Without Ca2+ in the pipette solution, the desensitization to prolonged application of 5-HT was weak, transient and surmountable when the cell was challenged with 100nM 5-HT, but after inhibition of PP1/2A with microcystin the application of 5-HT resulted in desensitization to the same extent as when [Ca2+]i was ~100 nM. Thus in the relative absence of [Ca2+]i the 5-HT-induced desensitization appears to be limited by phosphatase activity. Our results reveal that 5-HT may both stimulate the kinase (not Ca2+-dependent) and inhibit the phosphatase in a Ca2+-dependent manner. A mechanism for the second possibility has been described in which the activity of PP1 can also be modulated by PKA (Walaas et al., 1983, Winder and Sweatt, 2001). Thus 5-HT-stimulated PKA activity could contribute to desensitization of the 5-HT1A receptor by inhibiting phosphatase activity.
Activation of adenylyl cyclase by forskolin reduced the effect of 5-HT, but the effect of forskolin was Ca2+-dependent. Further, addition of microcystin to the pipette did not allow forskolin to decrease the effects of 5-HT in low Ca2+ pipette conditions (as it did with 5–HT) so the action of forskolin was not the result of indirect phosphatase inhibition. The agonist-induced desensitization was capable of inducing the first step of desensitization in the absence of Ca2+, and the full long-term effect was then revealed by phosphatase inhibition. However, in the absence of internal Ca2+, forskolin could not induce the first stage, and phosphatase inhibition was ineffective. Thus, different adenylyl cyclase isoforms are potentially involved in the effects of forskolin and 5-HT.
The inhibition by an agonist of maximal cAMP-induced PKA activity is not a “physiological” measure, and the stimulation by an agonist of basal PKA activity is perhaps more meaningful. It was expected that stimulation of the basal level of PKA activity would occur after treatment with DP-5-CT with no change in the total activity (activity ratio increases). In the present study, there was a significant increase in the AR of PKA by 80 % caused by the 5-HT1A agonist; however this was brought about by a significant decrease in the total activity and an average stimulation in basal levels of PKA activity with DP-5-CT. These effects were mediated by stimulation of the 5-HT1A receptor since it was completely antagonized by incubation with WAY100635.
The decrease in the “total” PKA activity after treatment with the 5-HT agonist suggests that a saturating concentration of cAMP was not capable of producing as many free cPKA subunits. However, the increase in AR with the 5-HT agonist suggests that the percentage of total PKA in the slice that was active under basal conditions was greater than control after treatment with the 5-HT agonist. Since there appears also to be a stimulation of basal PKA activity there could be a differential effect of 5-HT receptor stimulation on the two main types of PKA (I and II isoforms).
It should be noted that the biochemical measurement of stimulation of PKA activity and inhibition of phosphatase activity observed in this study was a population response from the whole dr nucleus which contains several different types of cells. However a similar effect was also seen when recording from individual serotonergic cells isolated from the nucleus suggesting that the population response is a signal from the serotonergic neurons in the dr nucleus. Application of serotonin also desensitized the response to baclofen; this means that the desensitization was heterologous. This type of desensitization, rather than one specific for the 5-HT1A receptor, would be expected given the mechanism of the desensitization, since activation of a freely diffusible messenger such as cAMP would be expected to influence the response to several transmitters and not just the 5-HT1AR. It would be interesting to determine whether the application of baclofen would also desensitize the response to 5-HT although whether every G-protein coupled transmitter would activate this mechanism would presumably depend on the Ca2+-sensitivity of the individual transduction mechanism.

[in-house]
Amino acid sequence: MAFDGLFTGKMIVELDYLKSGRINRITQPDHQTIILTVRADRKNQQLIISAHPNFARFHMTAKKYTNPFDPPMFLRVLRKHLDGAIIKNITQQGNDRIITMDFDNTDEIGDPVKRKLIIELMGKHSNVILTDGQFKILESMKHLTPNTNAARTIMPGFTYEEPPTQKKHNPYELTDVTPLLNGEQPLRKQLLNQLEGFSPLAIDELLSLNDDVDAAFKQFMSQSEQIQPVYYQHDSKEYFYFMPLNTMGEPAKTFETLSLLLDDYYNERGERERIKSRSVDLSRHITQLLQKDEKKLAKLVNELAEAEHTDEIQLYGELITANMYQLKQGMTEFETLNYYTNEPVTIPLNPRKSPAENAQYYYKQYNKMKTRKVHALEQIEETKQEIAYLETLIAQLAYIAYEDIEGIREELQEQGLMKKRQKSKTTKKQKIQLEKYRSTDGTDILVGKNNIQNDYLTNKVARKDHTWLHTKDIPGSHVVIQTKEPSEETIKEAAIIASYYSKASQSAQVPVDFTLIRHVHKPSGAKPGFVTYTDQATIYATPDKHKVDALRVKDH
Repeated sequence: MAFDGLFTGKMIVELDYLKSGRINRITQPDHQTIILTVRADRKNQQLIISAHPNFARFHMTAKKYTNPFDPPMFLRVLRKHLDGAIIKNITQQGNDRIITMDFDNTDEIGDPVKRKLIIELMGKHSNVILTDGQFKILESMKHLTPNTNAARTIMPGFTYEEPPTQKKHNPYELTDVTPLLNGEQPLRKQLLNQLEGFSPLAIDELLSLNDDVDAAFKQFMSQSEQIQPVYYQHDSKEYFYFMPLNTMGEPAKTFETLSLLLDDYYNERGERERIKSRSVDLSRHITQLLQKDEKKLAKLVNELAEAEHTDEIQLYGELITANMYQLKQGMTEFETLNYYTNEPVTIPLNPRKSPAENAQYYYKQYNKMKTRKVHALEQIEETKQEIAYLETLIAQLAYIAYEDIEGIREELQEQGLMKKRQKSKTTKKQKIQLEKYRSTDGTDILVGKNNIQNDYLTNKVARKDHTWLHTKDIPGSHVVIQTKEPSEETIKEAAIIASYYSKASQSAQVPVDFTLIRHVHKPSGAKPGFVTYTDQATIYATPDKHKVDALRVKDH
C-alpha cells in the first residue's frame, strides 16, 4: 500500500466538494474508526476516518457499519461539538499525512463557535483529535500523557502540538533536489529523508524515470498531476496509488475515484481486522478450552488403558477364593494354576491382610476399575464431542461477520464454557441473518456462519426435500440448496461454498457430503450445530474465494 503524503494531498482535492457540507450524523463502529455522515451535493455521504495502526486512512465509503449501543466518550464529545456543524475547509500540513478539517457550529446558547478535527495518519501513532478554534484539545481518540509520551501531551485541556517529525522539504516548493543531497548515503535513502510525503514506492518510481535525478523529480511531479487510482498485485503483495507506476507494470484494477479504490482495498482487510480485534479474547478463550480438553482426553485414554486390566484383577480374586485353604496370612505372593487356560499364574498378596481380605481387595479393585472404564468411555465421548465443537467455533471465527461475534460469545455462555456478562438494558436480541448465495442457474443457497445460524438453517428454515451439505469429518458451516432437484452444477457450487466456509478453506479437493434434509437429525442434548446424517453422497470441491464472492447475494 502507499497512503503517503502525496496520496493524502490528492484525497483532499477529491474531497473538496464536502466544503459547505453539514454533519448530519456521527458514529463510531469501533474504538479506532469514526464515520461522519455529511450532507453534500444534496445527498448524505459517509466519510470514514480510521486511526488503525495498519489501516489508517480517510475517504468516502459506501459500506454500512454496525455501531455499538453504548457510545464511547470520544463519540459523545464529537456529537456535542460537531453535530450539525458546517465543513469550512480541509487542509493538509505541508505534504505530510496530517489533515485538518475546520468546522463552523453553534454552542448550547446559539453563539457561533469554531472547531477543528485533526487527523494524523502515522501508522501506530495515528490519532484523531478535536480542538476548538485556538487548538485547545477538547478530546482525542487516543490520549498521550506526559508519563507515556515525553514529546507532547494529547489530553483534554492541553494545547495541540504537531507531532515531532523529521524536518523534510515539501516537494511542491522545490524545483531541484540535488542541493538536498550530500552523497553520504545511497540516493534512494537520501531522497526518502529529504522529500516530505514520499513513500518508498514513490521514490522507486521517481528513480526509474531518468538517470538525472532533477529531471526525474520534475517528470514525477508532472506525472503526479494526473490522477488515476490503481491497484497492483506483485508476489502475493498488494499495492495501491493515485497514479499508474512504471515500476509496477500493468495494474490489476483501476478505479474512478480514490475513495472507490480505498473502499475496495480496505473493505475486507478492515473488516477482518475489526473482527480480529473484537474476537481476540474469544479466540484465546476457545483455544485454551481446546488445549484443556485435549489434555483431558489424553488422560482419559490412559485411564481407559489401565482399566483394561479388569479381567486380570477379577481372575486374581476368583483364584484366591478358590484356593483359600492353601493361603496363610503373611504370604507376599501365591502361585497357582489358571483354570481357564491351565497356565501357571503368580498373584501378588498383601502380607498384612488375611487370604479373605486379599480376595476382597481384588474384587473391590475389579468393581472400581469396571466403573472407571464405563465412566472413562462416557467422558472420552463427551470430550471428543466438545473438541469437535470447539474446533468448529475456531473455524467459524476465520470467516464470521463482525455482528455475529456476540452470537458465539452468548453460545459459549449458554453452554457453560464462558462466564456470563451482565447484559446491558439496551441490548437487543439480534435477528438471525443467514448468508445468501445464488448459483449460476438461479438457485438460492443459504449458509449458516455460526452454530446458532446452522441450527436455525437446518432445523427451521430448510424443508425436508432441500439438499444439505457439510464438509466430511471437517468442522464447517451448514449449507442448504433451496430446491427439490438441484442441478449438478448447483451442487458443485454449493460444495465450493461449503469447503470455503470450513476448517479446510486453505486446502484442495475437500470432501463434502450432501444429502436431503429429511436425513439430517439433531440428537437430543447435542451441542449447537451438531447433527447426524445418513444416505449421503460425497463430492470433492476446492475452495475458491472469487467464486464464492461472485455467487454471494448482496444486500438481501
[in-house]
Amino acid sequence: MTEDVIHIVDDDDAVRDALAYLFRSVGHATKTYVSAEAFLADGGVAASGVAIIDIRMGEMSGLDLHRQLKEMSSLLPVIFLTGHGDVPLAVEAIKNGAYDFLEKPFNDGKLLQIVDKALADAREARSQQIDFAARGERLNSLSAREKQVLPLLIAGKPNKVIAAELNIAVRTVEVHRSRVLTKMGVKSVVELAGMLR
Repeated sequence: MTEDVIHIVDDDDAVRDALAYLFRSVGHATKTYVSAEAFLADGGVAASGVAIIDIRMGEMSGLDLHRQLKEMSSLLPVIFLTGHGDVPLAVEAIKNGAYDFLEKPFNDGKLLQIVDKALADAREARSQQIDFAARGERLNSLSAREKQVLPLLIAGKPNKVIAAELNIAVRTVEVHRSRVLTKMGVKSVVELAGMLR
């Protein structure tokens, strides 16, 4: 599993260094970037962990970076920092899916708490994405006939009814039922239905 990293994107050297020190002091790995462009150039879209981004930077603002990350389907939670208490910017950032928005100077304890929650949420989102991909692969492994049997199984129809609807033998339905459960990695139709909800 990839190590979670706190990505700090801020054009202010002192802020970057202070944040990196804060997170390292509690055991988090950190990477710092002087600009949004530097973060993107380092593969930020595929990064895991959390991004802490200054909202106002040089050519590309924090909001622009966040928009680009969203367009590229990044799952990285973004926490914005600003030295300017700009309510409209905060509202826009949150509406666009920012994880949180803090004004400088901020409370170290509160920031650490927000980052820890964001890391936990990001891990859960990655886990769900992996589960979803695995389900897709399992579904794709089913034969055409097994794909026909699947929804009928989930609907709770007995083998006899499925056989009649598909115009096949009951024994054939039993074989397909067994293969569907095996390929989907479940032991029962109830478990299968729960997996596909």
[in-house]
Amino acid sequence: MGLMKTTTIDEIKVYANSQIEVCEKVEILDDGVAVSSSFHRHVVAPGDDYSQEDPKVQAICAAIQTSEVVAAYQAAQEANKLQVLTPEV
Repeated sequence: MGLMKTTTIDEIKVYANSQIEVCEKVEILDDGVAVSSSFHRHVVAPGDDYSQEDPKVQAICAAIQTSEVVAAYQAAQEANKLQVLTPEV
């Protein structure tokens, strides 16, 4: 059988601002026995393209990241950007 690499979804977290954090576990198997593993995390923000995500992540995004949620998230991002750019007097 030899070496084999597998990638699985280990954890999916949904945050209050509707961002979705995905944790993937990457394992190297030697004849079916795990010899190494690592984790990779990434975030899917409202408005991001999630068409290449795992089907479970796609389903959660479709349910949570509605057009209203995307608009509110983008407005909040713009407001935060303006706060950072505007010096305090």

The effect that we have described should have physiological consequences. A long burst of spikes in the dr could expose the raphe cells to at least 100 nM 5-HT, perhaps remaining in the synaptic space long enough to desensitize the 5-HT receptors. The response of the neurons to small amounts of 5-HT, producing IPSPS (Aghajanian and Lakoski, 1984, Williams et al., 1988) and inhibiting Ca2+ influx during the action potential (Penington et al., 1992), would be depressed for some time. This effect may be surmountable only if [Ca2+]i is low enough, and a large amount of 5-HT was released, so that strong stimulation would continue to produce profound inhibition of the cell bodies and prevent action potential generation. The relationship between the acute effects that we have described and the effect of chronically flooding raphe neurons with 5-HT, such as occurs after prolonged application of re-uptake blockers, is a subject worthy of further investigation.
We thank A.H. Iqbal for help with the phosphatase assays. This research was supported by The National Institutes of Health (N.I.M.H.) Award # MH5504101to N.J.P.